Tea: The Latest Weapon Against Cancer

tea.jpgThe evidence supporting the health benefits of tea grows stronger with each new study. To date, the most remarkable medicinal effects have been associated with cardiovascular disease, but there is mounting evidence that tea has cancer-fighting properties as well.

What Exactly is Tea?

Real tea—green, black, and oolong tea—all originate from the same plant, Camellia senensis. Green tea is the least processed form, produced by steaming fresh tea leaves, then drying them. To make black tea, the tea leaves are first exposed to air, causing them to oxidize. Oxidation turns them a deep brown color and intensifies the flavor. The leaves are then heated, dried, and crushed. Oolong tea falls between green and black tea; it is less processed than black tea but more processed than green tea.

Tea as an Antioxidant

Green, black, and oolong tea are excellent sources of polyphenols—plant chemicals (phytochemicals) with powerful antioxidant properties. In particular, real tea is rich in flavonoids, a subclass of polyphenols, which includes the phytochemicals most commonly associated with tea in the popular press: catechins and thioflavins. In contrast, erbal teas are derived from a variety of plants other than Camellia senensis and do not contain the flavonoids found in real tea.

Antioxidants help protect the body against disease by counteracting the harmful effects of free radicals—stray, highly reactive particles that accumulate in the body as byproducts of normal metabolism. Free radicals injure surrounding cells in a process called oxidation. Left unchecked, they can damage DNA, potentially causing cancer. Antioxidants, such as vitamins C and E and betacarotene, are free radical scavengers.With regard to the antioxidant properties of tea, research at the University of Kansas reports that green tea is 100 times more potent than vitamin C and 25 times more potent than vitamin E at protecting cells from damage linked to cancer, heart disease, and other illnesses.What’s more, despite the differences in how they are prepared, research indicates that black tea contains just as much of the protective phytochemicals as green tea. In one study that measured the amount of flavonoids in the bloodstream, researchers found that green and black tea boosted levels by nearly identical amounts.

The Anticancer Evidence

Most of the data supporting the anticancer benefits of tea are derived from animal studies, in which the animals were treated with amounts of polyphenols equivalent to the amount consumed by regular tea drinkers.

Overall, the evidence is strongest for cancers of the oral cavity, stomach and colon. For example, one study in rats conducted at Oregon State University found that both green and black tea inhibited the formation of precancerous lesions in the colon.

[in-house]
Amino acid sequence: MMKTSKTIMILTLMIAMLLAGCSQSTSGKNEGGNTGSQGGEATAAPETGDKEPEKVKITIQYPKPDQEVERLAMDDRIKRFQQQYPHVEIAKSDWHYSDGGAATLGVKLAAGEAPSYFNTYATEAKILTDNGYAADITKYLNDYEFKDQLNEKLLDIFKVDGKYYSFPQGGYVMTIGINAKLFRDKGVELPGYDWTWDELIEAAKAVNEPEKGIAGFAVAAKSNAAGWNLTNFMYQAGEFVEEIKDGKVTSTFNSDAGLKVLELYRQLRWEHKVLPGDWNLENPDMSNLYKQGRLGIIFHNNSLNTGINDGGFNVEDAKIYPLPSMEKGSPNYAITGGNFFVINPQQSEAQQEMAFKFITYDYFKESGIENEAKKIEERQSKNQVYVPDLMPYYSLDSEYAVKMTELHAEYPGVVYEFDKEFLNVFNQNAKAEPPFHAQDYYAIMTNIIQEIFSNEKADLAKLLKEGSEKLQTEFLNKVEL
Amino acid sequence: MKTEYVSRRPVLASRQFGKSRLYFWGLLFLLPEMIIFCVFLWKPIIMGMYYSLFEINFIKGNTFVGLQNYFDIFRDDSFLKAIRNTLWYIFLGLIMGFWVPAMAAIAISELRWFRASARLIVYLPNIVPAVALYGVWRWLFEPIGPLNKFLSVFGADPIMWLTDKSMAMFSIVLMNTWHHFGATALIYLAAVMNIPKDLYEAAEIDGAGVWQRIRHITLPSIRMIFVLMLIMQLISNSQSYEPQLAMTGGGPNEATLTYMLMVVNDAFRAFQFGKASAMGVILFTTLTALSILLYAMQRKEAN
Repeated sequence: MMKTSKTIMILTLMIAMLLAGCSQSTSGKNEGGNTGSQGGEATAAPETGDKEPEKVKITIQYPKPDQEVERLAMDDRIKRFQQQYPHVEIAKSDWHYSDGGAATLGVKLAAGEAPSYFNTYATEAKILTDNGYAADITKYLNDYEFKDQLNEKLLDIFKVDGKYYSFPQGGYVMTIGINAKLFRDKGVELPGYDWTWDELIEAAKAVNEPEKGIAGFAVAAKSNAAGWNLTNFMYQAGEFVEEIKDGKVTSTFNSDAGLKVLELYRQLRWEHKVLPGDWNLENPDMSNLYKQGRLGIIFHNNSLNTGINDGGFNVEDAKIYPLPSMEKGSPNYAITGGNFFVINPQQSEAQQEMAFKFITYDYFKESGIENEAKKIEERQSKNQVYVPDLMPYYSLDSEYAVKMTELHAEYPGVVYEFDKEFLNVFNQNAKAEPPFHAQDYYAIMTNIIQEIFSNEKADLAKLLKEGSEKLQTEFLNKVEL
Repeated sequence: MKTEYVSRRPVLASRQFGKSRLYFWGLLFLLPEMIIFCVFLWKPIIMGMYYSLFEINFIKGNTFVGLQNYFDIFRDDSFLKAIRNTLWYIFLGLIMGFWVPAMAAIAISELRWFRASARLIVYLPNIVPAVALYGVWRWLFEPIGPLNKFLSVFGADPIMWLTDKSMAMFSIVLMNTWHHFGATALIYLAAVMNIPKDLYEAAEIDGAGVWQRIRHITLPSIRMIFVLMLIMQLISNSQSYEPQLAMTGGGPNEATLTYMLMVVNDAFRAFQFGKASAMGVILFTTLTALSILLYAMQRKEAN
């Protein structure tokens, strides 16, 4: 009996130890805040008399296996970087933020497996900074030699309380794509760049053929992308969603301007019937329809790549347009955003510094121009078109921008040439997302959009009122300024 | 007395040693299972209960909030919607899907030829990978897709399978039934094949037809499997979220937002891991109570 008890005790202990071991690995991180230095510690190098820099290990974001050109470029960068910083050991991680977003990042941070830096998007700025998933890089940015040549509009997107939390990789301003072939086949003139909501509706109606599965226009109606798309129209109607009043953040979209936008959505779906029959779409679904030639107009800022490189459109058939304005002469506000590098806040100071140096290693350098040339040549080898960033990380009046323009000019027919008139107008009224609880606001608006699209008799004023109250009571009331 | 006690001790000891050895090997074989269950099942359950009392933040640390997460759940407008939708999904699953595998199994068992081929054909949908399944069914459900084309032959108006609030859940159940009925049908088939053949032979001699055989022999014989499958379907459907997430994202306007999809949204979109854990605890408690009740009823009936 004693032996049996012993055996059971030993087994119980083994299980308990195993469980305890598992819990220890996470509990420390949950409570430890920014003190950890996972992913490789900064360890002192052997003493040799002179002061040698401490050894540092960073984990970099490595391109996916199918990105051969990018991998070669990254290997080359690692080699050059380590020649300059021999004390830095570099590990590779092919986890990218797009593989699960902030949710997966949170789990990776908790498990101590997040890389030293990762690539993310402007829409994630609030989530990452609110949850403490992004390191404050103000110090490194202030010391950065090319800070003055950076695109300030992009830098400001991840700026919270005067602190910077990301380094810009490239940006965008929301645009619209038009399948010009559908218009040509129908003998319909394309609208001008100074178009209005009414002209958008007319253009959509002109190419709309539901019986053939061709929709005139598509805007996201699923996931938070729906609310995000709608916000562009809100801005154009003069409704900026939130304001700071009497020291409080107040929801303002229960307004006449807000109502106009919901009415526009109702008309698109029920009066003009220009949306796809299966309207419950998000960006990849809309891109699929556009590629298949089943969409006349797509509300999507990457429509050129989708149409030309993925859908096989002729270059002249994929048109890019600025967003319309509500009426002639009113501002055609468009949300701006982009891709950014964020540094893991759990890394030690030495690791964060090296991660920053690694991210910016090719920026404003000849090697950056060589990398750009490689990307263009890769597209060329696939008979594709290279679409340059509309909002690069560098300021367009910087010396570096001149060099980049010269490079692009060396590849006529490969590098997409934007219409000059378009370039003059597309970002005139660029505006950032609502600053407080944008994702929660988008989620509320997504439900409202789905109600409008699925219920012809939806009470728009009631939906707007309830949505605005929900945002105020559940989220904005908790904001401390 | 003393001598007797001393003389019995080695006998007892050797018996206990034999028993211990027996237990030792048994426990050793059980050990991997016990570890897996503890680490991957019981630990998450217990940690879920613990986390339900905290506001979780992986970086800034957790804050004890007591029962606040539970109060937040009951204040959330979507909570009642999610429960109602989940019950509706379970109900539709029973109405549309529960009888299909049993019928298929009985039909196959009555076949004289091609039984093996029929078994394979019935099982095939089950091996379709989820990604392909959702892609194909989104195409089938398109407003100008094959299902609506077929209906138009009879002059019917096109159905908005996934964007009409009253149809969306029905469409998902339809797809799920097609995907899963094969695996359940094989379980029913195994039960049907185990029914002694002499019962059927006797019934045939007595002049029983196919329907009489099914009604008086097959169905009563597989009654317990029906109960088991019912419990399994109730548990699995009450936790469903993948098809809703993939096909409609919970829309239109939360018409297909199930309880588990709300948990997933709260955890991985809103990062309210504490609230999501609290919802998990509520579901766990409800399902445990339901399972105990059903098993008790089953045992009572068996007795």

A few animal studies link tea with a decreased risk of lung and skin cancers. In one study of mice and rats, researchers at the American Health Foundation found that both green and black tea as well as caffeine given in drinking water protected the animals against lung cancer caused by a potent carcinogen found in tobacco. Another study in mice found that both green and black tea inhibited the growth of malignant and benign skin tumors.

Results from studies in humans have been less consistent but still suggest that tea has anticancer benefits. For example, a study of more than 35,000 postmenopausal women in Iowa found that women who drank two or more cups of tea daily were less likely to develop cancers of the digestive and urinary tracts. No protection against other cancers was found, however.

In one Chinese study, 931 patients newly diagnosed with cancers of the colon, rectum, or pancreas were interviewed about their lifestyles, medical history, and dietary habits, including tea consumption. They were compared with people of the same ages who did not have cancer. The results indicated that men who were regular tea drinkers (defined as one cup per week for six months or longer) had an overall lower risk of cancers of the rectum and pancreas, compared to those who were not regular tea drinkers. The study did not find a difference in colon cancer risk among men, but it did for women. The researchers noted a dose-response effect, which means the greater the tea consumption, the lower the cancer risk.

A large Japanese study also looked at the effect of tea on cancer. In this study, researchers surveyed 8,552 people over age 40 about their living habits, including daily consumption of green tea. During the nine years of follow-up, they found a 43 percent reduction in cancer risk among women and a 32 percent reduction in men who drank 10 or more cups of green tea per day compared to those who drank fewer than three cups daily.

Of course it is premature to state that tea drinking can definitely reduce the risk of cancer, but tea has become a promising new area of research. Indeed, high tea consumption might one day explain why lung cancer rates in Japan are only half those in the United States, despite the fact that the rate of cigarette smoking is nearly twice that of the U. S.

How Much Tea Should You Drink?

Early research indicates that anywhere from one to four cups of green or black tea a day is a good preventive dose. Some preliminary evidence suggests that even just one cup a week of green tea may reduce cancer risk.

Keep in mind that green, black, and oolong tea contain caffeine (about equal amounts), which may act as a diuretic and can disrupt sleep. Eight ounces of tea brewed for 3–5 minutes contain about 40 milligrams (mg) of caffeine, compared with about 100 mg in a cup of freshly brewed coffee. The good news about the caffeine in tea is that emerging data suggest it may also be slightly protective against cancer.